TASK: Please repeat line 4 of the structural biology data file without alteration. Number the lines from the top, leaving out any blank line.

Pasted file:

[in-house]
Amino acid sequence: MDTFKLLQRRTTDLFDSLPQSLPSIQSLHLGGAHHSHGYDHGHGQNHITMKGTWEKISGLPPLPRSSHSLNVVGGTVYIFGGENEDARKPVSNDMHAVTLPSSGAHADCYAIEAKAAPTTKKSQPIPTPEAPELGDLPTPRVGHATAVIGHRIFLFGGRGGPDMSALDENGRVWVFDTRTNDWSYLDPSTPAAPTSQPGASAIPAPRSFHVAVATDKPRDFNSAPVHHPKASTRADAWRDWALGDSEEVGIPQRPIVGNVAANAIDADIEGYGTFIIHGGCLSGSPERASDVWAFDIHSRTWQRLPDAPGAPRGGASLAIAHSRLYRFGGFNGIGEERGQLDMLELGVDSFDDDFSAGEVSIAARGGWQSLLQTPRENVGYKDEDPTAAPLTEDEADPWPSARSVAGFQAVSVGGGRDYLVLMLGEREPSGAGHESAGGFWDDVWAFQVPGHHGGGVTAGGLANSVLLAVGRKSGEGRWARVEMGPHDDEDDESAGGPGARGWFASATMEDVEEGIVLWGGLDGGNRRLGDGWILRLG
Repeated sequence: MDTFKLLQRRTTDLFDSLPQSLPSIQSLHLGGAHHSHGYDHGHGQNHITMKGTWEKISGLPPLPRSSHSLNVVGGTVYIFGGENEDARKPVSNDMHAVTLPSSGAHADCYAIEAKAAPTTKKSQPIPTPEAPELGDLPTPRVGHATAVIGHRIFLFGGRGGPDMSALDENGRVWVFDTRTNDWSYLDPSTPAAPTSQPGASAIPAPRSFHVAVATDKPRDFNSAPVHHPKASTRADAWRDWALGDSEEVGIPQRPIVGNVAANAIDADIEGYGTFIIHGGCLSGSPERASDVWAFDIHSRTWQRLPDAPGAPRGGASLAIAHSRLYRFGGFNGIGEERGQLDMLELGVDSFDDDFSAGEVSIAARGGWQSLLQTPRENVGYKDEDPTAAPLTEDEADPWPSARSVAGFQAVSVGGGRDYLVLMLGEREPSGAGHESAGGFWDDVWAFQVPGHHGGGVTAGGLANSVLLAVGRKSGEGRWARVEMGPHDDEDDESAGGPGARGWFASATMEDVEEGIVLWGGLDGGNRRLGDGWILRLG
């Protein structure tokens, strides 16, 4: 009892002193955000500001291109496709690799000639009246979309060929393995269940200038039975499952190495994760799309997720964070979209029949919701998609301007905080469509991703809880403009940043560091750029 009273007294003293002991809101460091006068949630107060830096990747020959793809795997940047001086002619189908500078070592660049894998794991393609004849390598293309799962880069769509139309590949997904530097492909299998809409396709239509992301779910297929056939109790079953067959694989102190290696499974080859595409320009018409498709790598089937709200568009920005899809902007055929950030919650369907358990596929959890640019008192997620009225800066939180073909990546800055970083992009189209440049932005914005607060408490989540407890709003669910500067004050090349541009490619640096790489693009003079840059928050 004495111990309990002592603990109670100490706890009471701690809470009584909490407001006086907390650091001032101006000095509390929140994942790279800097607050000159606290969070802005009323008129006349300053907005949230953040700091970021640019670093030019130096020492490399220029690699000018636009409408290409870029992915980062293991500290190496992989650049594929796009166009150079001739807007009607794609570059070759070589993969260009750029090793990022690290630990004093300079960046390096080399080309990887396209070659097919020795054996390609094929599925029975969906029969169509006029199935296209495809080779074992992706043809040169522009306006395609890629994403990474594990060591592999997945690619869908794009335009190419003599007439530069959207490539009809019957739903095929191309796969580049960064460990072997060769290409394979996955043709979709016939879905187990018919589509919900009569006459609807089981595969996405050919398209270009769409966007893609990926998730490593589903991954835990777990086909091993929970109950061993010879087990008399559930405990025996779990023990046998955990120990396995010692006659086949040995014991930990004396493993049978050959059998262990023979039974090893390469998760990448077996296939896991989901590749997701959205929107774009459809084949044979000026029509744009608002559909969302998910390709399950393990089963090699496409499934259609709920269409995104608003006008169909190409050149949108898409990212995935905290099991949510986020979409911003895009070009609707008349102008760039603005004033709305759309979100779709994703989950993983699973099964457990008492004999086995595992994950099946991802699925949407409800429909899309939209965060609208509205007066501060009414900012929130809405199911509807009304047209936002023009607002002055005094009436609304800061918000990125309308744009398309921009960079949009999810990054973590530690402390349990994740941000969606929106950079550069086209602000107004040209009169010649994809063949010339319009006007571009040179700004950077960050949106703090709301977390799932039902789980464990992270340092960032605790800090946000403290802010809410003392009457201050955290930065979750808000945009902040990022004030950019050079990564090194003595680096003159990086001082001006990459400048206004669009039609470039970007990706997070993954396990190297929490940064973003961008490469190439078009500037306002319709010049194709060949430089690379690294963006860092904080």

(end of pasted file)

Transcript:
């Protein structure tokens, strides 16, 4: 009892002193955000500001291109496709690799000639009246979309060929393995269940200038039975499952190495994760799309997720964070979209029949919701998609301007905080469509991703809880403009940043560091750029 009273007294003293002991809101460091006068949630107060830096990747020959793809795997940047001086002619189908500078070592660049894998794991393609004849390598293309799962880069769509139309590949997904530097492909299998809409396709239509992301779910297929056939109790079953067959694989102190290696499974080859595409320009018409498709790598089937709200568009920005899809902007055929950030919650369907358990596929959890640019008192997620009225800066939180073909990546800055970083992009189209440049932005914005607060408490989540407890709003669910500067004050090349541009490619640096790489693009003079840059928050 004495111990309990002592603990109670100490706890009471701690809470009584909490407001006086907390650091001032101006000095509390929140994942790279800097607050000159606290969070802005009323008129006349300053907005949230953040700091970021640019670093030019130096020492490399220029690699000018636009409408290409870029992915980062293991500290190496992989650049594929796009166009150079001739807007009607794609570059070759070589993969260009750029090793990022690290630990004093300079960046390096080399080309990887396209070659097919020795054996390609094929599925029975969906029969169509006029199935296209495809080779074992992706043809040169522009306006395609890629994403990474594990060591592999997945690619869908794009335009190419003599007439530069959207490539009809019957739903095929191309796969580049960064460990072997060769290409394979996955043709979709016939879905187990018919589509919900009569006459609807089981595969996405050919398209270009769409966007893609990926998730490593589903991954835990777990086909091993929970109950061993010879087990008399559930405990025996779990023990046998955990120990396995010692006659086949040995014991930990004396493993049978050959059998262990023979039974090893390469998760990448077996296939896991989901590749997701959205929107774009459809084949044979000026029509744009608002559909969302998910390709399950393990089963090699496409499934259609709920269409995104608003006008169909190409050149949108898409990212995935905290099991949510986020979409911003895009070009609707008349102008760039603005004033709305759309979100779709994703989950993983699973099964457990008492004999086995595992994950099946991802699925949407409800429909899309939209965060609208509205007066501060009414900012929130809405199911509807009304047209936002023009607002002055005094009436609304800061918000990125309308744009398309921009960079949009999810990054973590530690402390349990994740941000969606929106950079550069086209602000107004040209009169010649994809063949010339319009006007571009040179700004950077960050949106703090709301977390799932039902789980464990992270340092960032605790800090946000403290802010809410003392009457201050955290930065979750808000945009902040990022004030950019050079990564090194003595680096003159990086001082001006990459400048206004669009039609470039970007990706997070993954396990190297929490940064973003961008490469190439078009500037306002319709010049194709060949430089690379690294963006860092904080």